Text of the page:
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Love and Hate in Siem Reap

CAMBODIA | Thursday, 19 May 2011 | Views [876]

Feelings of Love and Hate in Siem Reap I find myself thinking daily of the things I both love and hate in Siem Reap as I walk down its streets. So I thought I'd share some of these feelings! I love the way the tuk tuk drivers in Siem Reap say you’re welcome when you tell them no thank-you after they ask if you need a ride. I love how people smile just because you waved at them. I hate seeing young kids pulling carts, picking up garbage or begging for money. It’s heartbreaking to think these kids will never get to experience the magic of childhood because they’ve been forced into adulthood too early. I relish in being called beautiful, knowing full well that it’s due to my wretchedly pale skin and not because of anything else. I truly enjoy being in a place that feels exotic yet has most of the comforts of home. This is not because I NEED said comforts but it’s nice to have them around if I find myself wanting them and let’s be honest there are definitely times when you’re travelling where you think, “If I have to put one more grain of rice, satay skewer or strange root past my lips I’m going to freakin’ lose it!” I love watching street kids taking a break from their jobs by flinging themselves off the twisted branches of trees, into the Siem Reap River. I hate saying no to someone who has been the victim of a landmine. However if I didn’t then I’d find myself peddling books and paintings on the streets annoying people. I love how little kids will run up to you and hold onto your pant leg as they look up into your face with amazement painted across their faces. I detest automatically feeling sorry for a landmine victim. They lost a limb not their dignity and I feel like that “awe poor you” feeling I get somehow strips them of their dignity whether they realize it or not. I love seeing buildings that were constructed thousands of years ago and revered to this day by the decedents of those who dreamed them up. Most of all I love to see how the strength of the human spirit can overcome the most atrocious acts of pure evil. To arrive in Cambodia and know full well what happened here not so long ago and not see broken souls haphazardly drifting from place to place is inspiring. It would be so easy to forgive people for being cold, untrusting or jaded, after all we in the west would see it as human nature. The Cambodian’s have taught me that while the tragedies of the past play a role in our present lives they do not control us. If we allowed such events to dictate our daily lives we’d all be like looming black clouds on the horizon, ready to explode with uncontrollable fury at the hint of sadness.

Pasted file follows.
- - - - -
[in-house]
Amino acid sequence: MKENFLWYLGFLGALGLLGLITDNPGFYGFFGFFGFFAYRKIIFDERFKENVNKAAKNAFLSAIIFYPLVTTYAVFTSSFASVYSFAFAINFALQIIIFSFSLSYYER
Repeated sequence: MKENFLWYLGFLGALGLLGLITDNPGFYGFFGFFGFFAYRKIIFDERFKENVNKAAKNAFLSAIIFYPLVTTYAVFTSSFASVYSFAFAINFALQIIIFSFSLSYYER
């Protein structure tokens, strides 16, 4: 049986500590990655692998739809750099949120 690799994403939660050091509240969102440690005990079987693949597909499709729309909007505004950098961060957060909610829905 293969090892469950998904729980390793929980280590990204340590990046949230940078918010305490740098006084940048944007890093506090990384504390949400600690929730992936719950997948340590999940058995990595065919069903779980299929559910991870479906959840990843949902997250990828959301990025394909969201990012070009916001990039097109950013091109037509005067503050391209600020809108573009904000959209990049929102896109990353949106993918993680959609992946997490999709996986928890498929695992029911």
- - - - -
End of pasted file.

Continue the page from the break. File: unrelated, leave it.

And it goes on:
Tags: cambodia, siem reap

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